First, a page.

A sharp increase in oil prices boosted Oman's crude export earnings by more than 55 per cent in the first quarter of this year and allowed the country to record a high budget surplus, official figures showed yesterday.
From OMR1.02 billion (Dh9.78bn) in the first quarter of 2007, the GGC member state's oil revenues increased to OMR1.59bn in the first quarter of 2008, the Omani Ministry of Economy said in a report carried by the local media.
The surge boosted Oman's total income by 36.5 per cent from OMR1.54bn to OMR2.11bn during the period under review.
But the report said gas revenues dived by about 23.8 per cent from OMR279.4 million to OMR212.8m. It gave no reason for the fall although Oman has completed a $700m (Dh2.57m) expansion project to increase the output capacity of its LNG plant in the southern port of Sur by 50 per cent to nearly 10 million tonnes.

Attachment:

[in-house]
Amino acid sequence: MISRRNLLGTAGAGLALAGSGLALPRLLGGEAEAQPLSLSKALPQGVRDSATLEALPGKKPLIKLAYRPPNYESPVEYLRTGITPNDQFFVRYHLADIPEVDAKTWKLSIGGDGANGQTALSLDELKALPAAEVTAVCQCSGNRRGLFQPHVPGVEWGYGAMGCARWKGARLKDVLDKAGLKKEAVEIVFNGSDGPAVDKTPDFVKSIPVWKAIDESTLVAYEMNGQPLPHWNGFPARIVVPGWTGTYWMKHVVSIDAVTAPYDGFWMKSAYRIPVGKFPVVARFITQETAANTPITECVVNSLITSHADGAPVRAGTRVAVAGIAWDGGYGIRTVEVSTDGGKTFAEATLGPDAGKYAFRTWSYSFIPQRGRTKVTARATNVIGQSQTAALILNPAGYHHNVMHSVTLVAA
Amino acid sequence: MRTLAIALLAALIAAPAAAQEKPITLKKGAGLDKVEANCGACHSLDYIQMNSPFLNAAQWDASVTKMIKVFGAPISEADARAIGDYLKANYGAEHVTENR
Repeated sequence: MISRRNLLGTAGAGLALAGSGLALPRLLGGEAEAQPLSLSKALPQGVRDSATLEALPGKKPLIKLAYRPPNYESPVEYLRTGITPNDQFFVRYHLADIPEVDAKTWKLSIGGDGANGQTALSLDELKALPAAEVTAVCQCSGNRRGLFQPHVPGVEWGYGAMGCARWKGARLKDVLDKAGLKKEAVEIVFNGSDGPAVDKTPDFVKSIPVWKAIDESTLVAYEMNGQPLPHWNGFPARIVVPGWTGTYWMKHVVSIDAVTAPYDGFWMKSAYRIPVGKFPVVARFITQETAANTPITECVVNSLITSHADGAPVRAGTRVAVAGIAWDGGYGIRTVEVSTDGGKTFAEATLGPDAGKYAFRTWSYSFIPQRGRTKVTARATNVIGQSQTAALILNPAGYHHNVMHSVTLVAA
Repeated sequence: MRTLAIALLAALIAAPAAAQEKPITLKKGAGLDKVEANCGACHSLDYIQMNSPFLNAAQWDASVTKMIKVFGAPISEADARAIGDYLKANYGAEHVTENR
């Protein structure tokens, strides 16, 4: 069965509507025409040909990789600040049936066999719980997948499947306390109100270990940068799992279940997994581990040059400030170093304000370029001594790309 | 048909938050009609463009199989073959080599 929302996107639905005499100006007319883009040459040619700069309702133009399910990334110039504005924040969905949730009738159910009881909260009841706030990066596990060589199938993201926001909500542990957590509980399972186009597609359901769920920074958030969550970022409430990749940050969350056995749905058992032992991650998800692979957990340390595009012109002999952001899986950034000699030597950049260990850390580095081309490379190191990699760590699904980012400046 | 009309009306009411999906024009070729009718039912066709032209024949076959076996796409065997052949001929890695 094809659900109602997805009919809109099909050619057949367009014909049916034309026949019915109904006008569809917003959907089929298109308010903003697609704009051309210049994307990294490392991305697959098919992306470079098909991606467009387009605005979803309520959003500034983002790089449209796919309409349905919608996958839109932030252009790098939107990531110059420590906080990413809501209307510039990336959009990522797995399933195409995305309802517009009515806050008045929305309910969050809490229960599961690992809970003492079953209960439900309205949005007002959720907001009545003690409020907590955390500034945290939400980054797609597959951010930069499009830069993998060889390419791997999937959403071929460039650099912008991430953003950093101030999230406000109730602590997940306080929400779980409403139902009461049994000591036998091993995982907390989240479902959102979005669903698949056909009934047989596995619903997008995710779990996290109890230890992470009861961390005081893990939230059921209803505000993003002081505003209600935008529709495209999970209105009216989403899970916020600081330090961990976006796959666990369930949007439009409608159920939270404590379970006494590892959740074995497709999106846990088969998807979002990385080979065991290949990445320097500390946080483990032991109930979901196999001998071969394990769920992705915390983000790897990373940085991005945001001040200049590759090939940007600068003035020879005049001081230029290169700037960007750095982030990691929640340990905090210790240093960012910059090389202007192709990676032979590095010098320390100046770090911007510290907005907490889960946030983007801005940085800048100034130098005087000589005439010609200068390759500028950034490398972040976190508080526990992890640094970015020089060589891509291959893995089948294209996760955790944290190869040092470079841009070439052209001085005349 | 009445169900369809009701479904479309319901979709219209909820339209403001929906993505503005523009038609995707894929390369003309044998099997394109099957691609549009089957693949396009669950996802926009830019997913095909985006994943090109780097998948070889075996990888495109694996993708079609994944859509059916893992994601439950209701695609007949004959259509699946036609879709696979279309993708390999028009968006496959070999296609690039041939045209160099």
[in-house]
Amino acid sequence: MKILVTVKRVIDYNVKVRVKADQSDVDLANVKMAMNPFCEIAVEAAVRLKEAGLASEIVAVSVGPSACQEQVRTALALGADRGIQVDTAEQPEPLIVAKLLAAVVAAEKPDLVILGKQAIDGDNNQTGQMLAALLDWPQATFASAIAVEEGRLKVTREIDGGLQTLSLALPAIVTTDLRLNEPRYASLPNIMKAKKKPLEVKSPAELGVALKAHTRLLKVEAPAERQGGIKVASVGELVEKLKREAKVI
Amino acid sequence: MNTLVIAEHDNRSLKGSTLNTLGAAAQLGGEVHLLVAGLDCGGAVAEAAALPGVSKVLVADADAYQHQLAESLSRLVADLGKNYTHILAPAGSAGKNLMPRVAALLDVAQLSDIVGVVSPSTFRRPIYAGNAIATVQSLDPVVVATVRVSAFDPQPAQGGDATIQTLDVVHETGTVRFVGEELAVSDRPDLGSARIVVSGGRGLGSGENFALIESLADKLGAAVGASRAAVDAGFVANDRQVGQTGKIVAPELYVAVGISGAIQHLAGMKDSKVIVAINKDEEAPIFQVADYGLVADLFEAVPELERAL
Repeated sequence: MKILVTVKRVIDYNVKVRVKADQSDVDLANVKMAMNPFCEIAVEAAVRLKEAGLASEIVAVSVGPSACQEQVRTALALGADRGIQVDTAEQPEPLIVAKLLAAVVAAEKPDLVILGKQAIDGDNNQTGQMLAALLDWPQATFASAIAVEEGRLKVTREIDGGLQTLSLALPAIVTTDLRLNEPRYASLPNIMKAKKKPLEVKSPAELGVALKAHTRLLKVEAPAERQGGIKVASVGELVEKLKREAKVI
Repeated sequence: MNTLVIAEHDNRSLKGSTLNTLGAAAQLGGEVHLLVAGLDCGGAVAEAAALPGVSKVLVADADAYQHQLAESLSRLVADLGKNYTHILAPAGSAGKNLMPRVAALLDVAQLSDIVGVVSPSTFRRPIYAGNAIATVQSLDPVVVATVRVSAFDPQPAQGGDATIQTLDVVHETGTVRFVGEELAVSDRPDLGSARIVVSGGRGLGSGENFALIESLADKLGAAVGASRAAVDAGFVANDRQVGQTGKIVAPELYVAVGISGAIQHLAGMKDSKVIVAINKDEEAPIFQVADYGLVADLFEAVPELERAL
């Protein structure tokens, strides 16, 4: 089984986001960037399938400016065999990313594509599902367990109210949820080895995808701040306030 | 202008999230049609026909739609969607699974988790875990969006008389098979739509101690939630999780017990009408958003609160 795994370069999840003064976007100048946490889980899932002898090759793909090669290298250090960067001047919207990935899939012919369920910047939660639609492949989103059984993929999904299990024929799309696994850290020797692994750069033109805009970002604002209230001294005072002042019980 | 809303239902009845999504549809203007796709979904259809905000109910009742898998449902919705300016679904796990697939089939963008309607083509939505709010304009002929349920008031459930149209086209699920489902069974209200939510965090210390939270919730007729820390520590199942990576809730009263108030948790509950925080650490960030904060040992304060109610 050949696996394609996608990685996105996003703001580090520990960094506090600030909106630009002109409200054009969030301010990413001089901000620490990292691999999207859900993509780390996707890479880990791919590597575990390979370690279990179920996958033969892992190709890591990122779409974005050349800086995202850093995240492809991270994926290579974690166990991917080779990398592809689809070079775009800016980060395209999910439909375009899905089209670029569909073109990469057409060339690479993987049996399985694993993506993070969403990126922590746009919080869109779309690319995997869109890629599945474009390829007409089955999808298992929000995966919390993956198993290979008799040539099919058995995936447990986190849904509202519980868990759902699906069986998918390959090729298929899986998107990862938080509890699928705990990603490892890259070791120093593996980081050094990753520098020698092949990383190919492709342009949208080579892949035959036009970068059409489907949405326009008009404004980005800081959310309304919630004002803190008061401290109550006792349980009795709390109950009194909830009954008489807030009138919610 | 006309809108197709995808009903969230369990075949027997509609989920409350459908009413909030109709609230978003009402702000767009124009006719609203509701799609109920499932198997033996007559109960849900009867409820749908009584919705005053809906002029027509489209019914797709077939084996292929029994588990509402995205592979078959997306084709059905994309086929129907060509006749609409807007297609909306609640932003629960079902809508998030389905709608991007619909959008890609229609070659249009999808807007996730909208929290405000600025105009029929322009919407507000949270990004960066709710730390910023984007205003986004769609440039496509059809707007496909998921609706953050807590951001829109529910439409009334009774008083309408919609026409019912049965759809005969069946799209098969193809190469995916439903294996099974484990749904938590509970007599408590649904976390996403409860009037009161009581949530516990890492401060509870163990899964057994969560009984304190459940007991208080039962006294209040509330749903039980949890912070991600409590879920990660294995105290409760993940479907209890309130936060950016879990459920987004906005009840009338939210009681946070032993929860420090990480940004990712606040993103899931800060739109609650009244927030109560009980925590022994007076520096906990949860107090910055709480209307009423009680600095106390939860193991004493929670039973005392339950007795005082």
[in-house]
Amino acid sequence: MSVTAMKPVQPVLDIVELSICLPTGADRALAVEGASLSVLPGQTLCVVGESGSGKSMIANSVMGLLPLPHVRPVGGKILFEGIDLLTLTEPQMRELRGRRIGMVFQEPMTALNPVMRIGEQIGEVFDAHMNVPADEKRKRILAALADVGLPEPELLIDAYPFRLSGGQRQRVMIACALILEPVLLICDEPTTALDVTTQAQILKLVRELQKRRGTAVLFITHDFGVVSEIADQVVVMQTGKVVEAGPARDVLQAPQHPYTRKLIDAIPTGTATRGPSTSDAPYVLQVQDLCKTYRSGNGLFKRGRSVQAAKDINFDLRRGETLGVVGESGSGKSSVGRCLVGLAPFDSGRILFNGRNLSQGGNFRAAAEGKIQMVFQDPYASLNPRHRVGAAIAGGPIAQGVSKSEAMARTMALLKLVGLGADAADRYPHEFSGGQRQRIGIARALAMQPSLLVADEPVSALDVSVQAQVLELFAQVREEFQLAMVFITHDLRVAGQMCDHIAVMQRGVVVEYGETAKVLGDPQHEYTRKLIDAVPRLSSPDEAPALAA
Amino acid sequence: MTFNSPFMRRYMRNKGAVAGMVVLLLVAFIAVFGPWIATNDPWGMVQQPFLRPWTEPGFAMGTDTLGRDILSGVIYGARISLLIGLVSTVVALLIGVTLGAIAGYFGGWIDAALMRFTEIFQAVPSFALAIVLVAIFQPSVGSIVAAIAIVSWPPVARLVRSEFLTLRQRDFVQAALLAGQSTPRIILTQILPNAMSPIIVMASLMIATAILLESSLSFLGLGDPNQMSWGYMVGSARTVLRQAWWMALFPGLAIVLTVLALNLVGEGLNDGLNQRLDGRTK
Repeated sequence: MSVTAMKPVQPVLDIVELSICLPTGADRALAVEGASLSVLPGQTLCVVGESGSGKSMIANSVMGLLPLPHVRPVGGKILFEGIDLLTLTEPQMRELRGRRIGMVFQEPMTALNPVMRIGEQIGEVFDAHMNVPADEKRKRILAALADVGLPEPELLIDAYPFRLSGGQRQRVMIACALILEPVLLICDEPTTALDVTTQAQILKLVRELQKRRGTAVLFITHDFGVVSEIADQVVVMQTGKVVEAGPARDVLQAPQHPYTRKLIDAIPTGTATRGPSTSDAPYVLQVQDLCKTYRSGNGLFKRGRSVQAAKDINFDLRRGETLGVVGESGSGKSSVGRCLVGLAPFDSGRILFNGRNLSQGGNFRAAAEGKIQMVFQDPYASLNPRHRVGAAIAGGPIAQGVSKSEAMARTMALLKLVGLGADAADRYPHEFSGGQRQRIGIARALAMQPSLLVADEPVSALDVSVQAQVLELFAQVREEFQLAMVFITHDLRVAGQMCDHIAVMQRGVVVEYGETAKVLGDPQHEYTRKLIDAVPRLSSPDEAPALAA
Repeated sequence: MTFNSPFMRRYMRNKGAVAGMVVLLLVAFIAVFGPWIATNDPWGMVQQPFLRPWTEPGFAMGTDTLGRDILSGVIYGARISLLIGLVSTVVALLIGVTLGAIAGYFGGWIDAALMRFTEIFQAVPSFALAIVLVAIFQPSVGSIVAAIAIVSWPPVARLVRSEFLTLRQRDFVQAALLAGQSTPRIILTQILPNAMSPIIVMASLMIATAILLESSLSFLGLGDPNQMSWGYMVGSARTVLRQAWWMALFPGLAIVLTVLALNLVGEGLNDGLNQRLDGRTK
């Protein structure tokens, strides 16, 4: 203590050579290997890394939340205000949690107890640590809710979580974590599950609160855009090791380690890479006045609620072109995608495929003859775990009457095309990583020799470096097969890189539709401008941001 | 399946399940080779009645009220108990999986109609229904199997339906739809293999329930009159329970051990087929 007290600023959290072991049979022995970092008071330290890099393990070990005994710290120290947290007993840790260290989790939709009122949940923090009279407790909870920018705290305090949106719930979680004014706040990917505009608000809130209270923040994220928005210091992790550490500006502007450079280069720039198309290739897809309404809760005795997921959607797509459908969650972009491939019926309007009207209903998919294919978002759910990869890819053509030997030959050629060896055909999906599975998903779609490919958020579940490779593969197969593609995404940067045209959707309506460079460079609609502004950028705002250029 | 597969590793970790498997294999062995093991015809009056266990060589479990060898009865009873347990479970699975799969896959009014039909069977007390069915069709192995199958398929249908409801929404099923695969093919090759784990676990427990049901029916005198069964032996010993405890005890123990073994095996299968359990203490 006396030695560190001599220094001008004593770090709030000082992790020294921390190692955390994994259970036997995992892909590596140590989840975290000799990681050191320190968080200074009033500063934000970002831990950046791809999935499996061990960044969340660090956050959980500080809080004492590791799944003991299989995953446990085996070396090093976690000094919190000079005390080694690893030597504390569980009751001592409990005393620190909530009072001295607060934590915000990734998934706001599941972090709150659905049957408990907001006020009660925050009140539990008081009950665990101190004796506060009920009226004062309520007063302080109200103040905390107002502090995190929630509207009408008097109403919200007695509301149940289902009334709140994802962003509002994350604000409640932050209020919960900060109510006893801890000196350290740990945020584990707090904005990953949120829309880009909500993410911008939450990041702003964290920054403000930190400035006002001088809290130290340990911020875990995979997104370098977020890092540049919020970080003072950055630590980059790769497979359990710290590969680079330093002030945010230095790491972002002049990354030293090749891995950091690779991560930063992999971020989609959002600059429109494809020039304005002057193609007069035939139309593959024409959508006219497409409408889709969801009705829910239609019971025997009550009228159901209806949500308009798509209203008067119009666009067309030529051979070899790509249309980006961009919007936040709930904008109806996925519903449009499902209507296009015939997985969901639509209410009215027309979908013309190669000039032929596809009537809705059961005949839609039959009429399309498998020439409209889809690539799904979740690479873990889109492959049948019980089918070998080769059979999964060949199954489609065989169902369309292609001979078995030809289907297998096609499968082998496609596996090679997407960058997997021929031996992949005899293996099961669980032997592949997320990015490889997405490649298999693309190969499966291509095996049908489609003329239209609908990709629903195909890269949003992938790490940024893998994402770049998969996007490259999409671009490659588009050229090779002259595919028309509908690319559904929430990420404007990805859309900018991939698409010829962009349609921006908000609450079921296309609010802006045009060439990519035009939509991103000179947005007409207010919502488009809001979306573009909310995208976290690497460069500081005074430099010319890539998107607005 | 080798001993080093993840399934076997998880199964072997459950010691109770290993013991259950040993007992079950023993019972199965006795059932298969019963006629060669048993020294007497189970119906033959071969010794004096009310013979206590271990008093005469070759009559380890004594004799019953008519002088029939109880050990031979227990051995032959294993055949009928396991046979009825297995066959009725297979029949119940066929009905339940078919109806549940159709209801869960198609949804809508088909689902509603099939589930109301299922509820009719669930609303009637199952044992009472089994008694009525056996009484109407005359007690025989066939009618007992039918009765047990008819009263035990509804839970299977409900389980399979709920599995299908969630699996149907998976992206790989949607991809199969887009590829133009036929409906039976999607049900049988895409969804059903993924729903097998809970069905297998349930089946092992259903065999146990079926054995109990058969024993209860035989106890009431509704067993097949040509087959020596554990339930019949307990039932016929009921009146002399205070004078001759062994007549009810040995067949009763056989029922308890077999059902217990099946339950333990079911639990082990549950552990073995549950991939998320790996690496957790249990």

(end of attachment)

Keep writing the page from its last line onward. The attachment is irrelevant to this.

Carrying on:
According to the ministry's figures, the surge in the oil
income sharply boosted Oman's budget surplus from OMR463.6m in the first quarter of 2007 to OMR869.8m in the same period. Oman, which is not a member of Organisation of the Petroleum Exporting Countries, pumped an average 714,000 barrels per day of crude oil in 2007, far lower than the 2002 peak of 898,000bpd. But the country expects output to recover to nearly 790,000bpd this year as it pushes ahead with oilfield development plans.
The price of Opec's basket of crudes has hit record high levels of more than $130 a barrel and has so far averaged nearly $101 this year.